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1:45 AM
That’s just a hypothesis. We don’t fully understand pain but we do have drugs that turn certain physical circuits or nerves off that do inhibit pain. And there are certain mental events that dissappear when tinkering with the brain. Note that the other way around doesn’t occur. We cannot for example permanently change the physical structure of anything with our mental events
 
 
2 hours later…
3:49 AM
@Baby_philosopher There are multitudes of studies showing that perceived pain is dependent on attention, IE it is explicitly not identical to C fiber firing.

And the mental caused physical events every time we complete a syllogism, or decide to move.

You can choose to ignore inconvenient facts for yourself, but you can’t force your ideological blindness on others.
 
 
2 hours later…
5:59 AM
@Dcleve In the past, I've referenced various points in a survey of philosophers to argue against you acting as if what you're saying is any sort of consensus. You provided zero references to support your case in return, and you just keep spewing this nonsense. I've repeated challenged your claims and I'm not sure you provided even 1 single reference to support any of what I challenged at any point.
Based on that, the only reasonable conclusion I can draw is that you're willing to blatantly and obviously lie, and continue to do so even in the face of clear evidence against what you say.
 
6:14 AM
As some examples, here I repeatedly asked for you to provide literally just one single person who holds the view that is your strawman of coherentism, and you just completely ignored me:
in Discussion on answer by Dcleve: Why use a concept of free will in reasoning if it's unproven?, Jul 29, 2023 at 21:02, by NotThatGuy
@Dcleve You can disagree with me all you want. The issue is when you (egregiously) misrepresent the views of others in order rebut them. I'm still waiting for you to provide even one single philosopher who calls themselves a coherentist, who agrees with what you've said. Literally the only citation you provided there was to support that "logical consistency" is important to coherentism (which isn't disputed) ...
Here I cited various statistics from the philosopher survey to refute you presenting coherentism as fringe and presenting my view as a "very minority view", and you just completely ignored me:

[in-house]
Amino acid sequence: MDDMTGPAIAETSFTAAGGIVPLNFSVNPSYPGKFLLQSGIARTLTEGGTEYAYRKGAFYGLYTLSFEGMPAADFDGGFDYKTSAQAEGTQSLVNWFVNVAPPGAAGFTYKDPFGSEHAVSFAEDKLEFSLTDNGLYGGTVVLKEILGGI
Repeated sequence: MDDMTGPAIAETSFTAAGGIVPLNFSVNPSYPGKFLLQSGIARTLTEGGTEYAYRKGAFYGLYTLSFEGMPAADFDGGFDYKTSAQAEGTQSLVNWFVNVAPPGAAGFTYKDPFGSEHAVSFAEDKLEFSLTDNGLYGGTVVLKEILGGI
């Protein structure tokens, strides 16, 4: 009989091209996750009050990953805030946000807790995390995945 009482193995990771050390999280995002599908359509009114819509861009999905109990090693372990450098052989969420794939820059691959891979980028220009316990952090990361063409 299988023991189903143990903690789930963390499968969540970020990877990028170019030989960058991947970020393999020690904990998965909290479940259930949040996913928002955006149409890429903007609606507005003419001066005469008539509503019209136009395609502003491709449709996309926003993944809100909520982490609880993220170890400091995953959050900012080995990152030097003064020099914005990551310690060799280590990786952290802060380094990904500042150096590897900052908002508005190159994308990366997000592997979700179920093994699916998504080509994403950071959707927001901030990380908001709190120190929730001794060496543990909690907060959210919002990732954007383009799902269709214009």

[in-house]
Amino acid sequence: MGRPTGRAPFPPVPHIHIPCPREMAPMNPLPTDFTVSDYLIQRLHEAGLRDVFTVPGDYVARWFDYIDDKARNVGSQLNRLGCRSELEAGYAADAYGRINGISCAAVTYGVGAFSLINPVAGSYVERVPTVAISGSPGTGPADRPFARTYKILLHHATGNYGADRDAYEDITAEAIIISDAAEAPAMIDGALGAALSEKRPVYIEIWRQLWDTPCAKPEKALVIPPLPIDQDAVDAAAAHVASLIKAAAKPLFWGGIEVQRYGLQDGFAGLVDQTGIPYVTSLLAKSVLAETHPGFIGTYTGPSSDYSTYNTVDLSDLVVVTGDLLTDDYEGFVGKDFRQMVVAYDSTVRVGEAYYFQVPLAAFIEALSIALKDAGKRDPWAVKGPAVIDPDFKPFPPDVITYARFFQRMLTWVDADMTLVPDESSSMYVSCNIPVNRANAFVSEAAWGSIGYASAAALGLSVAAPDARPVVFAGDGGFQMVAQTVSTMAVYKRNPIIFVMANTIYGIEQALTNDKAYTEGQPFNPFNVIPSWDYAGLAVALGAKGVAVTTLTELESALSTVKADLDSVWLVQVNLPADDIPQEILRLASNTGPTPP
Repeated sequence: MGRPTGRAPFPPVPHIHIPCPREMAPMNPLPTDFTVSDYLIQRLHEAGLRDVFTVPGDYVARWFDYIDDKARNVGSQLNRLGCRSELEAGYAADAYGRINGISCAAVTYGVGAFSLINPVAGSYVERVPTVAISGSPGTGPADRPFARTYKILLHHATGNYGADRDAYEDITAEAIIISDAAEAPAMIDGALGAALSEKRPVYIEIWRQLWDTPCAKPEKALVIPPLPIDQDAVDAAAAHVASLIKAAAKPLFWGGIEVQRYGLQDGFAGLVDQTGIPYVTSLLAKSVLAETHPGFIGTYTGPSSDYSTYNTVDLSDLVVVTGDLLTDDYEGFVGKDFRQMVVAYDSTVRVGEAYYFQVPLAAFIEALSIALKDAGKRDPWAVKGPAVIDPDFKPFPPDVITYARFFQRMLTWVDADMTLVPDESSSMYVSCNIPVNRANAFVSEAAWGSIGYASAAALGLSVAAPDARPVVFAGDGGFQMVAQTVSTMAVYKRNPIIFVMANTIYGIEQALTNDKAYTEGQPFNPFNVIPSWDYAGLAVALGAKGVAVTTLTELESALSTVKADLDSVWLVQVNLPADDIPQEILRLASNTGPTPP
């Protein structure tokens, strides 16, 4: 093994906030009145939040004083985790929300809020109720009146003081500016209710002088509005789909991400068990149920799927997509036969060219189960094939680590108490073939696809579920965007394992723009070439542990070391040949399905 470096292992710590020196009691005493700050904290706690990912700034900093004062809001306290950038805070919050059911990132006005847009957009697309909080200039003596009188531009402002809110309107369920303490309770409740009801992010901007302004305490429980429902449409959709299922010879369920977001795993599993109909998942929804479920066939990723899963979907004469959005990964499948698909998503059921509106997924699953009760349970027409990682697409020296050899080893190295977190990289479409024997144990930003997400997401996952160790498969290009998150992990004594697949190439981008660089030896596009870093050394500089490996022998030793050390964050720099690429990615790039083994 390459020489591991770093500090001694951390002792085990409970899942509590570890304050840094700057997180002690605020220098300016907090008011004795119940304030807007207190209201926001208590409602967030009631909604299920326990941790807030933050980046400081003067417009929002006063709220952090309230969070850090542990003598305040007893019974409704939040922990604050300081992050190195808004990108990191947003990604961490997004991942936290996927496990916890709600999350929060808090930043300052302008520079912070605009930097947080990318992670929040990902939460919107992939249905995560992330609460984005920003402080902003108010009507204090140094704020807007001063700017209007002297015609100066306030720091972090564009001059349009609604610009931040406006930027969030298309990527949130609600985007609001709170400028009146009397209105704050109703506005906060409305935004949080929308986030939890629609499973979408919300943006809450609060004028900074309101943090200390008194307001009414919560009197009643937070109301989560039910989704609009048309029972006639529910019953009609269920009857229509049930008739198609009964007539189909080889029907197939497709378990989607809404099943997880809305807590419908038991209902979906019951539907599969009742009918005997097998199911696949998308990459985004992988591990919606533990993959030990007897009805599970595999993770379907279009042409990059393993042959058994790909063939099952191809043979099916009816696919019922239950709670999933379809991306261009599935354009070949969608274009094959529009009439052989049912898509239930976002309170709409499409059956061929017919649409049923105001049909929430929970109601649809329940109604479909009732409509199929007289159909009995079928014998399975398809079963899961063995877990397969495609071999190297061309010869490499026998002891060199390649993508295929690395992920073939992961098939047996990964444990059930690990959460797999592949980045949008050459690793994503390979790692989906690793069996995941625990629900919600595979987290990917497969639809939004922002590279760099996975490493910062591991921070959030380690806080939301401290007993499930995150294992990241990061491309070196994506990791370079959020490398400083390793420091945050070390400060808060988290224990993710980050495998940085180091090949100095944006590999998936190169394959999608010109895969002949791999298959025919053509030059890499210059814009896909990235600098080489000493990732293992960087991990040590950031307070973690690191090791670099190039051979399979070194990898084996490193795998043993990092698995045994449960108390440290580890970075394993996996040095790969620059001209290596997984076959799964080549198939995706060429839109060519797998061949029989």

in Discussion on answer by Dcleve: Does the distinction between "weak" and "strong" emergence make any sense?, Nov 20, 2023 at 5:27, by NotThatGuy
But even with that said, I'll yet again challenge that claim (conveniently you didn't respond last time). I couldn't find opinions on reductionism or emergence specifically, but according to the PhilPapers survey, a majority of philosophers accept physicalism while rejecting both dualism and libertarianism.
Both of those were parts of larger discussions where I argued my case fairly concretely, and in response you continuously gaslit, strawmanned and lied.
 
6:29 AM
Why would I keep trying to debate you when you just ignore evidence people present against what you say and you just carry on acting as if that didn't happen (while asserting that anyone you disagree with is intellectually dishonesty, or just regular dishonest)?
 
 
15 hours later…
9:04 PM
@Dcleve You’re missing the point. There is no evidence that consciousness or any sort of mental event can occur without the physical. However, there are or atleast seem to be examples of physical things existing without corresponding mental events. Now of course, you can argue that the whole universe contains mental events, but I bet if a gun was placed to your head, you would never pick that option
 

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